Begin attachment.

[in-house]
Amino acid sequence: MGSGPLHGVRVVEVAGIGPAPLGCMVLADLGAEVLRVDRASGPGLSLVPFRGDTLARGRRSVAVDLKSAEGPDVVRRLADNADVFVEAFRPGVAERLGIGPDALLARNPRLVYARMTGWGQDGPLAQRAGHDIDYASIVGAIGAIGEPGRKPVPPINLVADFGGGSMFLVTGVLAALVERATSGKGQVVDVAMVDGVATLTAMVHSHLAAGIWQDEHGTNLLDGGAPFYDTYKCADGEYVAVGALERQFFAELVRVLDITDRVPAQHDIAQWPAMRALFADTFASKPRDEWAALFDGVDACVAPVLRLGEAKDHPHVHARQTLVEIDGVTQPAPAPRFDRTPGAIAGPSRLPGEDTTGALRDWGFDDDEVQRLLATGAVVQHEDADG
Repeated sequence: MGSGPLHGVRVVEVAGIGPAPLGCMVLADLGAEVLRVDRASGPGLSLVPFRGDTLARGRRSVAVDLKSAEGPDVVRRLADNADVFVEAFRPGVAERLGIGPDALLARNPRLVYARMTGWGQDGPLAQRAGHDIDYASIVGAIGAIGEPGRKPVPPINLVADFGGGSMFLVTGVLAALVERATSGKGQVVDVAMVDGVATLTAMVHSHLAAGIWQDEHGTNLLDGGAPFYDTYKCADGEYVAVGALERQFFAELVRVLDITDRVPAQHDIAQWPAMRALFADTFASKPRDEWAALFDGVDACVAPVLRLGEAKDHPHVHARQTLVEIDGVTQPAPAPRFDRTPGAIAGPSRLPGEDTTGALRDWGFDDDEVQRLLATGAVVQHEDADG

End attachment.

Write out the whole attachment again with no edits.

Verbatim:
[in-house]
Amino acid sequence: MGSGPLHGVRVVEVAGIGPAPLGCMVLADLGAEVLRVDRASGPGLSLVPFRGDTLARGRRSVAVDLKSAEGPDVVRRLADNADVFVEAFRPGVAERLGIGPDALLARNPRLVYARMTGWGQDGPLAQRAGHDIDYASIVGAIGAIGEPGRKPVPPINLVADFGGGSMFLVTGVLAALVERATSGKGQVVDVAMVDGVATLTAMVHSHLAAGIWQDEHGTNLLDGGAPFYDTYKCADGEYVAVGALERQFFAELVRVLDITDRVPAQHDIAQWPAMRALFADTFASKPRDEWAALFDGVDACVAPVLRLGEAKDHPHVHARQTLVEIDGVTQPAPAPRFDRTPGAIAGPSRLPGEDTTGALRDWGFDDDEVQRLLATGAVVQHEDADG
Repeated sequence: MGSGPLHGVRVVEVAGIGPAPLGCMVLADLGAEVLRVDRASGPGLSLVPFRGDTLARGRRSVAVDLKSAEGPDVVRRLADNADVFVEAFRPGVAERLGIGPDALLARNPRLVYARMTGWGQDGPLAQRAGHDIDYASIVGAIGAIGEPGRKPVPPINLVADFGGGSMFLVTGVLAALVERATSGKGQVVDVAMVDGVATLTAMVHSHLAAGIWQDEHGTNLLDGGAPFYDTYKCADGEYVAVGALERQFFAELVRVLDITDRVPAQHDIAQWPAMRALFADTFASKPRDEWAALFDGVDACVAPVLRLGEAKDHPHVHARQTLVEIDGVTQPAPAPRFDRTPGAIAGPSRLPGEDTTGALRDWGFDDDEVQRLLATGAVVQHEDADG